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Paratriathletes Walked A Hard Road To Shine on World Stage

Tuesday, July 29, 2014

Blind paratriathlete Patricia Walsh, top, from Austin, Texas swims in perfect syncronicity with her guide at the ITU World Triathlon in Chcago on June 28, 2014.  Walsh won the PT5 division and is a top contender for a spot on the 2016 U.S. Paratriathlon team in Rio. -- Mike Plant photo 

With Paratriathlon set to debut at the Paralympics in Brazil in 2016, the sport has claimed a level of legitimacy and popularity not even remotely anticipated two decades ago. At the ITU World Triathlon event in Chicago on June 28, an international field of 60 or so elite paratriathletes in five categories opened the weekend's competition with an impressive show of strength, talent and unflinching support by the able-bodied triathlon community.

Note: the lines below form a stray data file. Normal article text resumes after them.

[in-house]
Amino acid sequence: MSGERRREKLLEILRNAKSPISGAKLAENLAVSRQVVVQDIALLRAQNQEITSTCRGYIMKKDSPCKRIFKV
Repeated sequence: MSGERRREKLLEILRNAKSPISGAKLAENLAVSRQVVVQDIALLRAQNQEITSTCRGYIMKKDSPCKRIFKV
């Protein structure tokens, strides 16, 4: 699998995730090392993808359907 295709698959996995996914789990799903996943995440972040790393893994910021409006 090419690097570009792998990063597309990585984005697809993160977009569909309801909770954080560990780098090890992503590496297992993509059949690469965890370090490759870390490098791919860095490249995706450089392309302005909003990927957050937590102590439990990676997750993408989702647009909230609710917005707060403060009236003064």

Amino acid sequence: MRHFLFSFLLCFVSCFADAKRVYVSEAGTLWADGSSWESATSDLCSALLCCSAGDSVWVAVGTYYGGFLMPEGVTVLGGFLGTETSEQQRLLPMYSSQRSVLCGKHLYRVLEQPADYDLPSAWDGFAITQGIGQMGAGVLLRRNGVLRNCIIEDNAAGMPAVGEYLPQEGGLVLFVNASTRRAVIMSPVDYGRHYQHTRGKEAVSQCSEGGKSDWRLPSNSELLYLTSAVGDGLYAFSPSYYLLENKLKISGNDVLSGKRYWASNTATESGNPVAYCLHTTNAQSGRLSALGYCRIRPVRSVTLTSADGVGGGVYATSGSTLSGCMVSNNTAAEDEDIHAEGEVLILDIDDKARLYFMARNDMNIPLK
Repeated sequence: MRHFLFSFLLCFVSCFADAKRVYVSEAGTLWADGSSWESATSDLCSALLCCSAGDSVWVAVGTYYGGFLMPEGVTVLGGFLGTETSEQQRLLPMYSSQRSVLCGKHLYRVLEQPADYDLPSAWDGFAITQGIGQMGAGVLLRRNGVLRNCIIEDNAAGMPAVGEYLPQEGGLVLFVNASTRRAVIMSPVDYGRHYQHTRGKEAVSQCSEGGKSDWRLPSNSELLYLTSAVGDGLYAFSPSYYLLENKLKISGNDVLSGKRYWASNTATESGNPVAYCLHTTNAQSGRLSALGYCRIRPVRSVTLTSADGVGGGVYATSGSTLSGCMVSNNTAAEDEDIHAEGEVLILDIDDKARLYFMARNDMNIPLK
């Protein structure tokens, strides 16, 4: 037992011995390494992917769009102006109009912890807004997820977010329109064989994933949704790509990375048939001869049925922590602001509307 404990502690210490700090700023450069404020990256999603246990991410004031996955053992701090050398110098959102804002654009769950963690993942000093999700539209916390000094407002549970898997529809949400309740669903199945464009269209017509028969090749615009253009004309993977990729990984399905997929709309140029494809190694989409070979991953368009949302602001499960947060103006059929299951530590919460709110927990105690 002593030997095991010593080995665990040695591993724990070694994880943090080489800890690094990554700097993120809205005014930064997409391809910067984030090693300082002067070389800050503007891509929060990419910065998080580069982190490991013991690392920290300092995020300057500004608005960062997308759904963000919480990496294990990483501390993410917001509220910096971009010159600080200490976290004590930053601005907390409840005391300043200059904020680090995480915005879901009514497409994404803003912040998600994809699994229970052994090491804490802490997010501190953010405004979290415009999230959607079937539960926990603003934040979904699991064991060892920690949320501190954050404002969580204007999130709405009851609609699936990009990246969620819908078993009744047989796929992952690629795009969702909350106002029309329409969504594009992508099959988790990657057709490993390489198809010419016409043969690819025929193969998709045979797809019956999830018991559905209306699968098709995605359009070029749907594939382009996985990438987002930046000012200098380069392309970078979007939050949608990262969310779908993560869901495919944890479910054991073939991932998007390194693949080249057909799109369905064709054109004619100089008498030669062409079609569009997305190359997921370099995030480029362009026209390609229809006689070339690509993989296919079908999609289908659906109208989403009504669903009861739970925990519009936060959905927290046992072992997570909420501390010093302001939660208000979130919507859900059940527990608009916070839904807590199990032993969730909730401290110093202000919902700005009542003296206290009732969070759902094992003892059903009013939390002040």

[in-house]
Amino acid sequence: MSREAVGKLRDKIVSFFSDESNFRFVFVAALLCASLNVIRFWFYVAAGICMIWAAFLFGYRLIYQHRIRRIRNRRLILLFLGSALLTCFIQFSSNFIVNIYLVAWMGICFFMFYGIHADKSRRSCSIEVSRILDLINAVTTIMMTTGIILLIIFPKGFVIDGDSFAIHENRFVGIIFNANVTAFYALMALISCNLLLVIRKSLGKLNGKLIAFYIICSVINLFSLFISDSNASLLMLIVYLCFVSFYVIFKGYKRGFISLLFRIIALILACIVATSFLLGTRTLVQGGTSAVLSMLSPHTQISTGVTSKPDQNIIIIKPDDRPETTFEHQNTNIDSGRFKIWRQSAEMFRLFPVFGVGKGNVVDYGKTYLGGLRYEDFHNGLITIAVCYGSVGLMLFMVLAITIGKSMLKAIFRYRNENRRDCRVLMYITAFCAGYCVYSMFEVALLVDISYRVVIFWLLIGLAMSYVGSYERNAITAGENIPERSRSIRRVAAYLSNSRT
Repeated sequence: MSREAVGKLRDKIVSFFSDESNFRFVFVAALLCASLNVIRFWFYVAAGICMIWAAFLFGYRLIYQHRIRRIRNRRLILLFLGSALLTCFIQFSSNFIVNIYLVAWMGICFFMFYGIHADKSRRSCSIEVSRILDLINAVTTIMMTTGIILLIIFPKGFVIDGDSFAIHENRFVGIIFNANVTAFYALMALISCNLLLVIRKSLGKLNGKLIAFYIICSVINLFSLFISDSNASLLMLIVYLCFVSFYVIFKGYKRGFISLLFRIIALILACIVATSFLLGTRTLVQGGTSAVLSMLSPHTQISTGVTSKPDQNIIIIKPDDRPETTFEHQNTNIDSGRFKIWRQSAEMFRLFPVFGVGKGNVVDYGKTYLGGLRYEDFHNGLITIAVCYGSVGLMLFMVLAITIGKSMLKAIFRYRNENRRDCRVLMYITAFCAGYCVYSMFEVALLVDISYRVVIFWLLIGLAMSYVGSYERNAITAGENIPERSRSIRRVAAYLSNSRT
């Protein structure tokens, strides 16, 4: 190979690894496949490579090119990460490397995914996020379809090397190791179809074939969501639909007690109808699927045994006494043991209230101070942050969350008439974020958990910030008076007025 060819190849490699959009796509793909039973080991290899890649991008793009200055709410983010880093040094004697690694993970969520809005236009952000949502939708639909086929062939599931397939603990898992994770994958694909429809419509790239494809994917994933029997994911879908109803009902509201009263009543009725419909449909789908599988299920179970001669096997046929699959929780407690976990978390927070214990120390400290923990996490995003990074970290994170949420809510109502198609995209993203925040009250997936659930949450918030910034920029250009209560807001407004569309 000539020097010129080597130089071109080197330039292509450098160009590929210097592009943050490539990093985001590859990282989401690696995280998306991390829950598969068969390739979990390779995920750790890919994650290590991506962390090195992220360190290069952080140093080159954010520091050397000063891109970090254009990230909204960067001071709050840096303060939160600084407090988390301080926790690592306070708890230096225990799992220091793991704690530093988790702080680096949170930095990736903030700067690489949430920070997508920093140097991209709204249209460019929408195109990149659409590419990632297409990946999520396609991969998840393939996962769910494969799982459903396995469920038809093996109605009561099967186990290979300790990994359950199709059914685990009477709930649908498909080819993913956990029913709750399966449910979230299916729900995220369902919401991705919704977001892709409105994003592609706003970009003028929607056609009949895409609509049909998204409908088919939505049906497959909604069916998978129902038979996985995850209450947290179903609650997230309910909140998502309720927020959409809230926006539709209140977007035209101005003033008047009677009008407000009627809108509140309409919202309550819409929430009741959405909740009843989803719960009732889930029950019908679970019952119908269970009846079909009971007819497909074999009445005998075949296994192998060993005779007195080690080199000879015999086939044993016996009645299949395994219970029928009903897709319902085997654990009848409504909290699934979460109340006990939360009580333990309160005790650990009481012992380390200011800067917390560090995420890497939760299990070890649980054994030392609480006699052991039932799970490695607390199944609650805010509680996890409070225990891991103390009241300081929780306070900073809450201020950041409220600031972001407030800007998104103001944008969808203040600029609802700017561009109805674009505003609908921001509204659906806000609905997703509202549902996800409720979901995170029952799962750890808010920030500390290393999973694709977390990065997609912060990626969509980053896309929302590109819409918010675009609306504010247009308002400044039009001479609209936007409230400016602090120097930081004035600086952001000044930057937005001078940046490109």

All this is as it should be, of course. But it was not always so. In many cases, disabled athletes had to fight their way into races, overcoming resistance that today seems pathetically contrived: insurance issues, dangers to other athletes, entrenched skepticism and, at times, outright hostility. In some cases, the battle on the race course was literally joined between wary race directors and activist athletes.

One early disabled triathlete, Jon Franks, was an outspoken pioneer, a militant activist whose manner was controversial and whose methods even his supporters often questioned. Did Franks help or hurt the cause? Would any of the paratriathletes racing in Chicago in June even recognize his name? Read the profile in the accompanying piece (PDF link below), "Angry Man In An Uneasy Chair" in the Oct.27, 1989 issue of The Plant Report . We've included the entire issue of that publication; it's an interesting look back at what blogs were like before there were such things as...blogs. – MP